The Enemy Hates Orphan Care

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In any ministry, it’s important to realize the battle is real. The struggles and hurts that we encounter and confront are part of a bigger spiritual battle. We live in a broken world and the enemy is very skilled, effective, and relentless. Whether it’s a megachurch pastor caught in sin, or a small food-bank struggling due to lack of funding, the enemy works towards, and rejoices in, ministries failing. Recognize it, get used to it; it’s going to be part of your life.

Orphan care is very close to the heart of God. God cares deeply for the hurting and abandoned child. The book of James explains that true religion is caring for widows and orphans. The enemy attacks all ministries, but I believe orphan care is a priority target. Whenever I’m talking with someone about opening an orphanage, or orphanage care in general, we spend time covering the expected basics: funding, staffing, organizational issues, dealing with childhood trauma, etc. Then I pause. After the basics are covered I pull back the curtain and ask them if they’re ready to enter into the battle, are they ready to have their world rocked? It’s easy to say “yes” to that question when it’s hypothetical; it’s a very different when it’s part of your life.

I recently had breakfast with someone who, along with his wife, is preparing to open a new orphanage. I asked him again, as I’ve asked him many times over the last six months “Are you ready for this, REALLY ready for this? You will never have a normal week again.” The challenges are real.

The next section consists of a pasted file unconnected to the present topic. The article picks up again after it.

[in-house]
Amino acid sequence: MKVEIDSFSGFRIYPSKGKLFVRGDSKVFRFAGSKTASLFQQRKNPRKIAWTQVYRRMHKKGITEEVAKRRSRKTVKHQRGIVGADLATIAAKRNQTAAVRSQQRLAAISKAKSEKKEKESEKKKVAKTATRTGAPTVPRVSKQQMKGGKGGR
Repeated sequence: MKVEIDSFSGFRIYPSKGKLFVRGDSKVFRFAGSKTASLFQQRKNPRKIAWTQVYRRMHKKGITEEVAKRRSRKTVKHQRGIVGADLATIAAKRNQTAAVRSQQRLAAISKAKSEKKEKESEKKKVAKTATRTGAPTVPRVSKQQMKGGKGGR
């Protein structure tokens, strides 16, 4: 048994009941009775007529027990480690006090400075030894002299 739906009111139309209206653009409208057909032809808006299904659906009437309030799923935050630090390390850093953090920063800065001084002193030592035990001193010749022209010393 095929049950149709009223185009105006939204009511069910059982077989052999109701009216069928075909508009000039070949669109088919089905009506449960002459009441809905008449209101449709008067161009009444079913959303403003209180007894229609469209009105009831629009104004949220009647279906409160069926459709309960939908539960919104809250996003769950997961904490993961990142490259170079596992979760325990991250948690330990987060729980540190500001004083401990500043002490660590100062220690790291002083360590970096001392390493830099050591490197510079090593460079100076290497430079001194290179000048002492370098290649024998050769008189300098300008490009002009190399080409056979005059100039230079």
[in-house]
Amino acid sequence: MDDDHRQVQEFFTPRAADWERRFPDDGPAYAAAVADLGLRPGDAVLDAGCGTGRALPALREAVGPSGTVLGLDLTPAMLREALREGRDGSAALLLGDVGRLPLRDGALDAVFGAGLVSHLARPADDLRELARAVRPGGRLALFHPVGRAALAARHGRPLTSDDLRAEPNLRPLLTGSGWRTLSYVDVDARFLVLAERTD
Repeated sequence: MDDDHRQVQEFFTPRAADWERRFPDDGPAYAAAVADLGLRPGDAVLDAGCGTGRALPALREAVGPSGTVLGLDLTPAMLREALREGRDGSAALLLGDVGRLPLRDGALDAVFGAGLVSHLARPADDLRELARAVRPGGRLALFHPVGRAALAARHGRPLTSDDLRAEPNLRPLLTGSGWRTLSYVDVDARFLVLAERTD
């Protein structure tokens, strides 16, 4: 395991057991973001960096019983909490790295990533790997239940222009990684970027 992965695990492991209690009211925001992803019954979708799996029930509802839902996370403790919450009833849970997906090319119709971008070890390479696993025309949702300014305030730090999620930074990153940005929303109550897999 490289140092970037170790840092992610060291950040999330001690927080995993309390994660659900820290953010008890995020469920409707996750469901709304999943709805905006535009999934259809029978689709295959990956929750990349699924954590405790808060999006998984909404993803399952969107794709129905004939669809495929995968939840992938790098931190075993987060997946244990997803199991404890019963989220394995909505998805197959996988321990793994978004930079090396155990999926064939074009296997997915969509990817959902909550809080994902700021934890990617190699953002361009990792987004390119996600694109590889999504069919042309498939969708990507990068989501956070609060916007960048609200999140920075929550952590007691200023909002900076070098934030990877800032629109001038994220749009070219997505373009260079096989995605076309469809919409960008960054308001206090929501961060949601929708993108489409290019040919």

Although we have everyday challenges on a regular basis, I figure about twice a year our orphanage goes through something major. Some unexpected event or series of events that try to hurt the home and undermine the work that’s going on here. Sometimes we can see immediately what the attack is, sometimes it’s a little more stealthy. However they come, we know the attacks are real, and it sucks to go through them. But, and this is an important point here, we know God is bigger than the enemy. He won’t only protect us during attacks; He can use them for our good and for His glory. We might not see how God can use everything BUT, we have His promise, and can rest on that promise in the midst of the battle.

Several years ago, one of our older boys came to me and told me his eye was bothering him. This isn’t that uncommon, and we made an appointment to have him checked out, not a big deal. Within 24 hours, he had lost all sight in that one eye. We suddenly realized this might be a bigger issue. As we moved from specialist to specialist, it was determined that he had a golf ball sized tumor that was growing and crushing his optic nerve. That afternoon sitting with him across the desk from the neurosurgeon, when we were told he had maybe days or weeks to live, is burned into my memory. As we worked to get him to a specialist in the US, something very powerful happened. We operate as a large Christian family and prayer is an important part of our lives, but this challenge really upped it a notch or two. Without any coaching from us, our children started a voluntary dawn prayer meeting, churches from across Mexico and the US began praying for him and the situation. A few miracles later and he had a passport, medical visa, and an appointment in the US with one of the top neurosurgeons in California. On the day before he was scheduled to leave, we had a soccer game here on site with a bunch of the local teens to send him off. Without any prompting from us, the soccer teams (made up mainly of non-believers) formed a circle around him to pray him off. After several surgeries, he is now doing fine, attending college, and waiting on tables to earn spending money. I would never wish to go through that again, but God used that cancer to create an incredible sense of unity here in the home, and brought our level of prayer to new heights.